The experience of standing by her father’s deathbed prompted Jito Sasaki to quit her university job and become a Buddhist nun devoted to hospice care and the emotional and spiritual needs of terminally ill patients.
Sasaki was born into an ordinary household and majored in ancient history, working as an academic official at her alma mater after graduation in 1991.
Sasaki found the work rewarding, but her views changed soon after her father died of cancer.
She then decided to become a nun at Kannonji Temple in Sakurai, Nara Prefecture, so she could work on a graduation thesis in the place where her father had transcribed a Buddhist sutra before he died.
“As I recall, I became a nun and now attend to terminally ill patients and their families because I was at my father’s deathbed,” said Sasaki, who now serves as deputy master of the temple.
Sasaki visits the Hijirigaoka Hospital in Tama, Tokyo, several days each month as a volunteer in its hospice program.
When hospital staff introduce her to the patients, they always say that she listens well and pays attention to whatever they say.
In response to such praise, Sasaki often says that she “happens to be a nun” because she speaks as one, but only when asked.
After speaking with patients, Sasaki plays the ocarina, an ancient wind instrument, to help remind them of the precious time they’ve spent with their families. Sasaki also plays music that was loved by the departed when spending time with their families.
“My father and people I saw pass at this hospital are still with me because I remember them very much and I feel they are pushing me to move forward,” Sasaki said. “People we have lost move us as an eternal presence.”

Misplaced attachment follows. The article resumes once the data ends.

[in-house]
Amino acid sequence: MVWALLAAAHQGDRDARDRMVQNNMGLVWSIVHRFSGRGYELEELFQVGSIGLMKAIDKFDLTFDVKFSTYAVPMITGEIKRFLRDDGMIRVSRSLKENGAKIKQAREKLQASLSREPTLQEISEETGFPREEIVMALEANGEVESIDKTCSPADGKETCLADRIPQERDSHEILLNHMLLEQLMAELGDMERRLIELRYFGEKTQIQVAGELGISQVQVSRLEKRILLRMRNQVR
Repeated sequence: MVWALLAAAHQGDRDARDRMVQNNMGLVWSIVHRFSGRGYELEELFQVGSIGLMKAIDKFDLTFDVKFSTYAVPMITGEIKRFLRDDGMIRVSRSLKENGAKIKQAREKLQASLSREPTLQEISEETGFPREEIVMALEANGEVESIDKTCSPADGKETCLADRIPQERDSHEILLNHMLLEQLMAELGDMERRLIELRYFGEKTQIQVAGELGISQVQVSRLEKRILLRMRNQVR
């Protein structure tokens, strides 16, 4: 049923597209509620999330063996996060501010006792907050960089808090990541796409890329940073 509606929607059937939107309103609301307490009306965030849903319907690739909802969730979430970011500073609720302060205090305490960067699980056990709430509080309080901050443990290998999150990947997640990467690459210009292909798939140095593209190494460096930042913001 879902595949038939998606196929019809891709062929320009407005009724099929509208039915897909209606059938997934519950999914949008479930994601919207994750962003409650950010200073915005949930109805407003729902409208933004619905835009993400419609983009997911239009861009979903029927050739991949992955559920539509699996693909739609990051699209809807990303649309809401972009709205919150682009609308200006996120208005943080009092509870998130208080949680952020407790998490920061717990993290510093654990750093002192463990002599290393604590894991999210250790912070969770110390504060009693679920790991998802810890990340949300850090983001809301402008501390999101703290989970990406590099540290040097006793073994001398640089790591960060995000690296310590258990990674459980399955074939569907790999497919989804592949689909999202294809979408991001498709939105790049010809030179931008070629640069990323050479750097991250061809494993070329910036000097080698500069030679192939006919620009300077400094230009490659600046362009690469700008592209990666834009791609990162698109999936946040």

While the use of hospice care to moderate the physical pains of terminally ill patients has come to be widely practiced in Japan, concern about how to ease emotional and spiritual pain is growing stronger among religious people like Sasaki as well as with medical workers.
Nurse Hideko Oshima, a specialist in palliative care at Ageo Central General Hospital in Saitama Prefecture, continues to study mental health care after 20 years working at hospices.
Oshima practices Raja Yoga, a form of meditation in which the mind is trained to focus on one point.
The meditation allows Oshima to maintain a sense of calm, even in unexpected situations, so that patients and their families feel a sense of reassurance, she said.
“Some families said my presence itself served as their support,” Oshima said.
The palliative care ward set up by Ageo Central General earlier this year has a bright atmosphere and is decorated with paintings meant to facilitate the healing process.
Adding to the comfortable atmosphere, Oshima, who is also an aroma therapist, stresses the importance of aromas in palliative care “because they often match patients’ memories in life,” she said.
“Many people depart after settling, understanding or having something bloom in the mind,” Oshima said.
“I have learned a lot from them and I strongly feel that those who are departing are teachers,” she said.